- don’t come too full up but also don’t come too hungry
This experience is designed to give your nervous system a complete REST (Restricted Environmental Stimulation Therapy) – a chance for everything to shut down and switch off. As Peter says “it’s about doing nothing, expect nothing and you may be pleasantly surprised.” Some people find the experience relaxing, others boring, others are too anxious to lay in the dark and so they keep the lights on or the door open. It’s quite usual for people to lose track of the time whilst doing nothing in the tank, and if this happens it means you’ve truly shut yourself down. Peter also advises that if your mind is racing or wandering don’t get into a battle with it, just accept it and embrace it. Inside the tank the warm water is extremely salty, with 500kg of Epsom salts inside. For this reason it is advisable not to shave or wax on the day or the day before the treatment as it might sting.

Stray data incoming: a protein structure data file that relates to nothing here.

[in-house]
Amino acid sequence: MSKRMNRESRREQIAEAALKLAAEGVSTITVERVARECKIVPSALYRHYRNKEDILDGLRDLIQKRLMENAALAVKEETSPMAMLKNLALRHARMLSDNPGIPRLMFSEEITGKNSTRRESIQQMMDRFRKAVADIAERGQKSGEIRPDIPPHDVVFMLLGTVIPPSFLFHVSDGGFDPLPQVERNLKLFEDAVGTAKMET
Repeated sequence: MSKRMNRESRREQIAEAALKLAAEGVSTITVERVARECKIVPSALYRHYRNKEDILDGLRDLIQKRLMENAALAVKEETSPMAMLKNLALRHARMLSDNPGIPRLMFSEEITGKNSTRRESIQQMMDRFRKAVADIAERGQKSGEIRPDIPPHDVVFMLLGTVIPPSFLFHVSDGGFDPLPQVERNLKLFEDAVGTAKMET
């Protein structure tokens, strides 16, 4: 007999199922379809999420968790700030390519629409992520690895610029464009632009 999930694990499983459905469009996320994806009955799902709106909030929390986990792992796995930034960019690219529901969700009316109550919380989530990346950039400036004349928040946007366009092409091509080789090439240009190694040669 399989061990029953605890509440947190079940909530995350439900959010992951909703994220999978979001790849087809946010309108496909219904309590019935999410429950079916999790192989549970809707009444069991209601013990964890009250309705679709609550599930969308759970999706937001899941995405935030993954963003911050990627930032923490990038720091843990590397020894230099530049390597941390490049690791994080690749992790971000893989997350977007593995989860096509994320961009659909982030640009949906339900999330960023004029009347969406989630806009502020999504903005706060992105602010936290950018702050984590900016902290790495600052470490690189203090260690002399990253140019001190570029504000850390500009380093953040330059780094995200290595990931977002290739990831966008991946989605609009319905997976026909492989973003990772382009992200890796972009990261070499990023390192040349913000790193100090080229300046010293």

Biteable Beauty’s Floatation Tank Experience